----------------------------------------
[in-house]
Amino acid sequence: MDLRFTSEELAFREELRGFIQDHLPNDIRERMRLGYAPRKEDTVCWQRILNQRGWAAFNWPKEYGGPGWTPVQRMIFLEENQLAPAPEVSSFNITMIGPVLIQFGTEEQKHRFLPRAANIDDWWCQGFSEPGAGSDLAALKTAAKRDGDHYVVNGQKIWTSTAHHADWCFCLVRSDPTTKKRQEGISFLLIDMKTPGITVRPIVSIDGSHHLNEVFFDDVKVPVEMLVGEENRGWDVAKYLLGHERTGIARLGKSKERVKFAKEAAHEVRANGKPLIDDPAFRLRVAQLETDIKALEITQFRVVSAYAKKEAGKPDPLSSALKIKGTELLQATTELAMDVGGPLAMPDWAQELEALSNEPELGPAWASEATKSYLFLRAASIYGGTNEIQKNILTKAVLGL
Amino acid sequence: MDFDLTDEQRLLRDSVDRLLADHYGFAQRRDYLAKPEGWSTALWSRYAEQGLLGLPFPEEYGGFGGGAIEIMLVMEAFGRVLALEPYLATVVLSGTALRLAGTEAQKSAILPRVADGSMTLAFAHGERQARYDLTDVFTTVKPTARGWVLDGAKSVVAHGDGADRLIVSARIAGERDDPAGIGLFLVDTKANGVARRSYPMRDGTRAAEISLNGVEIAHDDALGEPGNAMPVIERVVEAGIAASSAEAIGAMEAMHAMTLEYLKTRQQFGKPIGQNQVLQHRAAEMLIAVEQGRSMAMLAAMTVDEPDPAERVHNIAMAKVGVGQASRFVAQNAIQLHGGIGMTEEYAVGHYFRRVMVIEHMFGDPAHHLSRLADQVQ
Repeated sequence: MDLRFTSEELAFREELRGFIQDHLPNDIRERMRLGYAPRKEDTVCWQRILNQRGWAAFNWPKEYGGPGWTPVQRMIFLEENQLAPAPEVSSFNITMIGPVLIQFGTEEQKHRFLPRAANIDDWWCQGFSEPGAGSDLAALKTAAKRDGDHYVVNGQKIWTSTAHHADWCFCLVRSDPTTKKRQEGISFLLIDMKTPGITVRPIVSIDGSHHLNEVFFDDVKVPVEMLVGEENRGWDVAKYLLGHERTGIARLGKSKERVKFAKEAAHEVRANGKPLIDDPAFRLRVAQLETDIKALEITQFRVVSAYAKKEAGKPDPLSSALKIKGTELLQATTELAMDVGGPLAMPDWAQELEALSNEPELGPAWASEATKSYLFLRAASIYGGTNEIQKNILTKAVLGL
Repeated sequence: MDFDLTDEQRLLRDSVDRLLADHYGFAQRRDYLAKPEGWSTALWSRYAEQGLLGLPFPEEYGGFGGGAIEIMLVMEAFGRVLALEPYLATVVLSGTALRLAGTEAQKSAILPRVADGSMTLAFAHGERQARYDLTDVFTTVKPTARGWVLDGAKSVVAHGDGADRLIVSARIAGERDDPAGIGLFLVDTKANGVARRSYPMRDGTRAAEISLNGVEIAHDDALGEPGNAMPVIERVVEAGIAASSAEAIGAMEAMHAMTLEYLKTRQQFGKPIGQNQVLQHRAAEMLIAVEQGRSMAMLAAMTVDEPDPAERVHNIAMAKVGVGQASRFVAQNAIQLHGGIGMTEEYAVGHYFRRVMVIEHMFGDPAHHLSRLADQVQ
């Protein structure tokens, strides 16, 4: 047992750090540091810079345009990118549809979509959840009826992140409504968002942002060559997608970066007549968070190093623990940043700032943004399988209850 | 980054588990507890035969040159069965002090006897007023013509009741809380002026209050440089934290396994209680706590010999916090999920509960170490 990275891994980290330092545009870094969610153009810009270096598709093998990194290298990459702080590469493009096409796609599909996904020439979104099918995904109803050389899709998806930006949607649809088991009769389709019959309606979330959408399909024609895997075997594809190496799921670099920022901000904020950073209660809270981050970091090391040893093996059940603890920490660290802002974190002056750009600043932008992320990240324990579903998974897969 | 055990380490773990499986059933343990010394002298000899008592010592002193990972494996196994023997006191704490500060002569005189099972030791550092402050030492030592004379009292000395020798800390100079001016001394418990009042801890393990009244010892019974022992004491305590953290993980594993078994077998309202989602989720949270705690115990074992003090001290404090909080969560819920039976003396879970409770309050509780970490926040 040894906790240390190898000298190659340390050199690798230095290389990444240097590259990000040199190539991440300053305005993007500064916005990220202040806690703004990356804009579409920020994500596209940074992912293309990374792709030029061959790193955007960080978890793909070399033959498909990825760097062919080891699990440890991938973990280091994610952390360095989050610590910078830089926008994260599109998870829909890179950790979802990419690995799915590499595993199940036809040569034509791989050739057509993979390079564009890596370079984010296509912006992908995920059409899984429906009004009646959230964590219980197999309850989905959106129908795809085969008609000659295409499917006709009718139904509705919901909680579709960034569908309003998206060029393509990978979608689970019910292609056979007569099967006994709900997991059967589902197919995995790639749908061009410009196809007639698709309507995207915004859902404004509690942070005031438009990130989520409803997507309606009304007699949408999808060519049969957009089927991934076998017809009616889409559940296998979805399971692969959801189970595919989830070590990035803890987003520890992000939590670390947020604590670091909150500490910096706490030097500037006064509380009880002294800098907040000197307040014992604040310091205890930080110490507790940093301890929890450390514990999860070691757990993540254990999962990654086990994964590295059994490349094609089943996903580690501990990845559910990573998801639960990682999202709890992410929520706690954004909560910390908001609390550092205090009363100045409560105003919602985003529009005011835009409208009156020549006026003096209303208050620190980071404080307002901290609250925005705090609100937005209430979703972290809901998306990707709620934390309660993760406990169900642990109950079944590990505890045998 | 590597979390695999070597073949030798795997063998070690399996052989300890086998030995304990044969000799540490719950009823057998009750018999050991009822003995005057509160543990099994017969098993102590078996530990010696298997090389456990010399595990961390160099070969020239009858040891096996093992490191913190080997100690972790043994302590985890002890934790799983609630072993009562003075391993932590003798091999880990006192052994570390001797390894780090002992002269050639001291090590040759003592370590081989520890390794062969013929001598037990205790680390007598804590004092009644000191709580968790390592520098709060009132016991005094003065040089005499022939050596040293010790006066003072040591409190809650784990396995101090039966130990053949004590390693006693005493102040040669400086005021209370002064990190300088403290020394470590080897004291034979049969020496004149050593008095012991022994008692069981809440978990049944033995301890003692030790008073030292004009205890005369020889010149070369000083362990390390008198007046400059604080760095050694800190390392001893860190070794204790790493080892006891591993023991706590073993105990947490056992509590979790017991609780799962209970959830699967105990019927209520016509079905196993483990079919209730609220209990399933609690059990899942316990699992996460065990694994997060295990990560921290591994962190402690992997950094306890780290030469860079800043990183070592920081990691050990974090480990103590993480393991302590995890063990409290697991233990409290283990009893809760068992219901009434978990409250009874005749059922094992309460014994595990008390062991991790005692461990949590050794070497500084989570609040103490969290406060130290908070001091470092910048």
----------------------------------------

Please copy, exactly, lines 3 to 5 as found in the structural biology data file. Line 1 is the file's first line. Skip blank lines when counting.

Amino acid sequence: MDFDLTDEQRLLRDSVDRLLADHYGFAQRRDYLAKPEGWSTALWSRYAEQGLLGLPFPEEYGGFGGGAIEIMLVMEAFGRVLALEPYLATVVLSGTALRLAGTEAQKSAILPRVADGSMTLAFAHGERQARYDLTDVFTTVKPTARGWVLDGAKSVVAHGDGADRLIVSARIAGERDDPAGIGLFLVDTKANGVARRSYPMRDGTRAAEISLNGVEIAHDDALGEPGNAMPVIERVVEAGIAASSAEAIGAMEAMHAMTLEYLKTRQQFGKPIGQNQVLQHRAAEMLIAVEQGRSMAMLAAMTVDEPDPAERVHNIAMAKVGVGQASRFVAQNAIQLHGGIGMTEEYAVGHYFRRVMVIEHMFGDPAHHLSRLADQVQ
Repeated sequence: MDLRFTSEELAFREELRGFIQDHLPNDIRERMRLGYAPRKEDTVCWQRILNQRGWAAFNWPKEYGGPGWTPVQRMIFLEENQLAPAPEVSSFNITMIGPVLIQFGTEEQKHRFLPRAANIDDWWCQGFSEPGAGSDLAALKTAAKRDGDHYVVNGQKIWTSTAHHADWCFCLVRSDPTTKKRQEGISFLLIDMKTPGITVRPIVSIDGSHHLNEVFFDDVKVPVEMLVGEENRGWDVAKYLLGHERTGIARLGKSKERVKFAKEAAHEVRANGKPLIDDPAFRLRVAQLETDIKALEITQFRVVSAYAKKEAGKPDPLSSALKIKGTELLQATTELAMDVGGPLAMPDWAQELEALSNEPELGPAWASEATKSYLFLRAASIYGGTNEIQKNILTKAVLGL
Repeated sequence: MDFDLTDEQRLLRDSVDRLLADHYGFAQRRDYLAKPEGWSTALWSRYAEQGLLGLPFPEEYGGFGGGAIEIMLVMEAFGRVLALEPYLATVVLSGTALRLAGTEAQKSAILPRVADGSMTLAFAHGERQARYDLTDVFTTVKPTARGWVLDGAKSVVAHGDGADRLIVSARIAGERDDPAGIGLFLVDTKANGVARRSYPMRDGTRAAEISLNGVEIAHDDALGEPGNAMPVIERVVEAGIAASSAEAIGAMEAMHAMTLEYLKTRQQFGKPIGQNQVLQHRAAEMLIAVEQGRSMAMLAAMTVDEPDPAERVHNIAMAKVGVGQASRFVAQNAIQLHGGIGMTEEYAVGHYFRRVMVIEHMFGDPAHHLSRLADQVQ